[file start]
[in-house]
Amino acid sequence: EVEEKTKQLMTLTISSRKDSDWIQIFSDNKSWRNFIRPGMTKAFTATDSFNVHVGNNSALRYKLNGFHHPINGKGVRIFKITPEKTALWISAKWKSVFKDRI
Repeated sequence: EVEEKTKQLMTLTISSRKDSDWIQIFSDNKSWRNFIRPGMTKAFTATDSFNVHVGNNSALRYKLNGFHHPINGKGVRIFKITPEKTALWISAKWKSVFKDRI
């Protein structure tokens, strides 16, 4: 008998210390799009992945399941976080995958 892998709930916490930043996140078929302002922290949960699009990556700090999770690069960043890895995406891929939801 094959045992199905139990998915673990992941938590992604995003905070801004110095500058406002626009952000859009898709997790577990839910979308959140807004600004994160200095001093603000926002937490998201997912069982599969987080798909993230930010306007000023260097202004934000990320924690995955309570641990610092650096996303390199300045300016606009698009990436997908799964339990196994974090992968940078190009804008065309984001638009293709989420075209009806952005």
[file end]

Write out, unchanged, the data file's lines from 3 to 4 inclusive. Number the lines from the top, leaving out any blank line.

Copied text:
Repeated sequence: EVEEKTKQLMTLTISSRKDSDWIQIFSDNKSWRNFIRPGMTKAFTATDSFNVHVGNNSALRYKLNGFHHPINGKGVRIFKITPEKTALWISAKWKSVFKDRI
């Protein structure tokens, strides 16, 4: 008998210390799009992945399941976080995958 892998709930916490930043996140078929302002922290949960699009990556700090999770690069960043890895995406891929939801 094959045992199905139990998915673990992941938590992604995003905070801004110095500058406002626009952000859009898709997790577990839910979308959140807004600004994160200095001093603000926002937490998201997912069982599969987080798909993230930010306007000023260097202004934000990320924690995955309570641990610092650096996303390199300045300016606009698009990436997908799964339990196994974090992968940078190009804008065309984001638009293709989420075209009806952005």